Gestational Weight Gain Patterns May Influence Childhood Growth Patterns


Data from a New York-based cohort of mother-child dyads details the impact of gestational weight gain patterns on childhood growth trajectories and how trajectories differ among male and female children.

Beth Widen, PhD

Beth Widen, PhD

Research into the impact of weight gain during pregnancy suggests rapid weight gain in the first and final months could influence the body composition trajectories in children.

An analysis of 300 mother-child dyads with regular follow-up from 5-14 years old, the University of Texas at Austin-led study found weight change in pregnancy was associated with what investigators called a “profound effect” on patterns of their children’s BMI, waist circumference, and body fat percentage changes during childhood and early adolescence.

“We wanted to understand whether different weight change patterns during pregnancy impacted the child’s growth over time or the child’s potential to develop excess fat tissue,” said Beth Widen, PhD, assistant professor of nutritional sciences at UT Austin, in a statement. “For boys, we didn’t really see that much of a difference in their patterns of weight and body size over time. But for girls, we saw some striking differences. This tells us there are differences between the sexes in this area of child growth.”

An analysis of data from the Columbia Center for Children’s Environmental Health (CCCEH) Mothers and Newborns Study, the current study was funded by grants from the Eunice Kennedy Shriver National Institute of Child Health and Human Development and other organizations. A prospective birth cohort study beginning in 1998, CCCEH Mothers and Newborns Study enrolled 727 mother-child dyads Dominican and African American during the third trimester from a pair of prenatal in Northern Manhattan and the South Bronx, New York.

Eligibility criteria for CCCEH Mothers and Newborns Study included having data from a first prenatal visit occurring before 20 weeks’ gestation, being 18-35 years of age, and no self-reported diabetes, hypertension, HIV, drug use, or smoking during pregnancy. Participants underwent an initial visit during the third trimester that included assessments of marital status, parity, maternal education, age, and self-reported prepregnancy weight and maternal height. As part of CCCEH Mothers and Newborns Study, up to 7 child height and weight measurements were obtained at standard study visits occuring at ages 5, 7, 9, and 11 and at other project visits at age ranges of 8.5-12 years, 9.2-14 years, and 11.3-14.5 years.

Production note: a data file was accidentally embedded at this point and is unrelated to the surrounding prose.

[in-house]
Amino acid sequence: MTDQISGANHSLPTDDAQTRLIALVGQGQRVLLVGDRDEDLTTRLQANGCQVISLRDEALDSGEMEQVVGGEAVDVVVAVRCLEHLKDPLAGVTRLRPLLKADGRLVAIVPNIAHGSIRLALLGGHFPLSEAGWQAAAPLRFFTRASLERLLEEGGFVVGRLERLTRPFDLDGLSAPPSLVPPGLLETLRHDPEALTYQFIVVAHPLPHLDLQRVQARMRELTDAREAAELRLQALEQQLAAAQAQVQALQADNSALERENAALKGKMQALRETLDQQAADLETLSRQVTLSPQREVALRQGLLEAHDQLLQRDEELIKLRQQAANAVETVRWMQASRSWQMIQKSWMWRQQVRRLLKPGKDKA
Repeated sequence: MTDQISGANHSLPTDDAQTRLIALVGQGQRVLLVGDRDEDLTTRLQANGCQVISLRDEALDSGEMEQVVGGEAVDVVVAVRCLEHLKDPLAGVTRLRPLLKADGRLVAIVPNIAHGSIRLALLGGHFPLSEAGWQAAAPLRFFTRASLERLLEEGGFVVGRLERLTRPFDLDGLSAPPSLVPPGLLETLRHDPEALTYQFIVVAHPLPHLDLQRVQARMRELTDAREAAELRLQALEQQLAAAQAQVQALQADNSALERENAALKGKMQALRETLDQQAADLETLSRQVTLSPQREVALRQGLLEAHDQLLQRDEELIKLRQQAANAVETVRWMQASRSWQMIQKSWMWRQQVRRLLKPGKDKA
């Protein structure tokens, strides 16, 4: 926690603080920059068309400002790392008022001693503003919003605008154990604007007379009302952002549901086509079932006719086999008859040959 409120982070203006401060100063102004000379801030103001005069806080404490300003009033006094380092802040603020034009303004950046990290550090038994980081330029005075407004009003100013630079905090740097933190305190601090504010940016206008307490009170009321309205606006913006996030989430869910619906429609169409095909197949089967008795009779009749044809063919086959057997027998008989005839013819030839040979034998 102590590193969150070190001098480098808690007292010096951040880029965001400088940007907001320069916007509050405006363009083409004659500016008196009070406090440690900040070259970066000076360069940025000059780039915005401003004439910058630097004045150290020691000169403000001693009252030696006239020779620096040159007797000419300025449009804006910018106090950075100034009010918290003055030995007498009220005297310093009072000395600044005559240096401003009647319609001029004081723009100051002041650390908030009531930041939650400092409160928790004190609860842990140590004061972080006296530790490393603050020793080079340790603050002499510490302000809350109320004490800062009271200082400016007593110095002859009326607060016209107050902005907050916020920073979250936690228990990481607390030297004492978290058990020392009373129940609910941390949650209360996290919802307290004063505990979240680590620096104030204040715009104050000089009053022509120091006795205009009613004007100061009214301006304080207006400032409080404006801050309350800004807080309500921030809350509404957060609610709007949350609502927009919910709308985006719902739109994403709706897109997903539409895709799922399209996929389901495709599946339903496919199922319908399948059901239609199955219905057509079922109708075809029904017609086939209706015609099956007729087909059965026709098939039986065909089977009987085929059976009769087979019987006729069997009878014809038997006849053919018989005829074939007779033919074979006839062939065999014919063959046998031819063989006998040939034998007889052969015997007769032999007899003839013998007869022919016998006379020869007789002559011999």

Of the 727 originally enrolled in CCCEH Mothers and Newborns cohort, 337 were included in the maternal weight and child size trajectories analysis. Exclusion criteria for the analysis included missing prepregnancy weight or BMI measurements, less than 4 gestational weight gain measurements, missing child size outcome data, and preterm birth.

Of those included in the study, 49.3% of mothers were African American and 50.7% were Dominican. The mothers in the study had a mean age of 24.9±0.3 years at enrollment and the mean gestational age at delivery was 39.5±0.1 weeks. Of the women included in the study, 54% had a normal weight prepregnancy BMI, 23.1% had prepregnancy overweight and 22.8% had prepregnancy obesity.

A joint latent class model identified 4 distinct patterns of gestational weight gain. The first group lost weight during the first trimester followed by moderate weight gains during the second and rapid gains during the third, the second group experienced slow weight gain across all three trimesters, the third group saw slow weight gain during the first trimester and moderate weight gain through the end of pregnancy, and the final group experienced rapid weight gain during the first trimester followed by slow weight gain during the second and moderate weight gain during the third.

Results of the investigators' analyses suggested girls born to mothers who experienced rapid weight gain during the first trimester had the highest estimates for BMI-Z scores, waist circumference, and percentage body fat, with increases in these values over time. Among boys, those born to mothers with slow then moderate weight gain had the highest BMI-Z scores and body fat percentage in early adolescence, but no significant difference was observed for waist circumference compared to those with mothers who experienced weight loss followed by moderate and rapid gains or those with mothers who experienced slow weight gain throughout pregnancy.

Investigators pointed out greater differences in gestational weight gain and body composition trajectory patterns were observed for girls than boys, with the most notable difference by sex observed among those born the mothers with rapid weight gain during the first trimester of pregnancy.

“This study shows us that there may be sex differences in child body composition based on what they are exposed to in utero,” Widen said. “But, really, we believe there is only a small portion of pregnancy weight gain that can be consciously changed – specifically among fat tissue – since much of the weight change is necessary to support the pregnancy. It is possible that these findings are just the start of research that can help us further understand risk factors for childhood obesity and may help us develop more individualized weight gain guidelines that support pregnant people.”

This study, “Gestational weight change and childhood body composition trajectories from pregnancy to early adolescence,” was published in Obesity.

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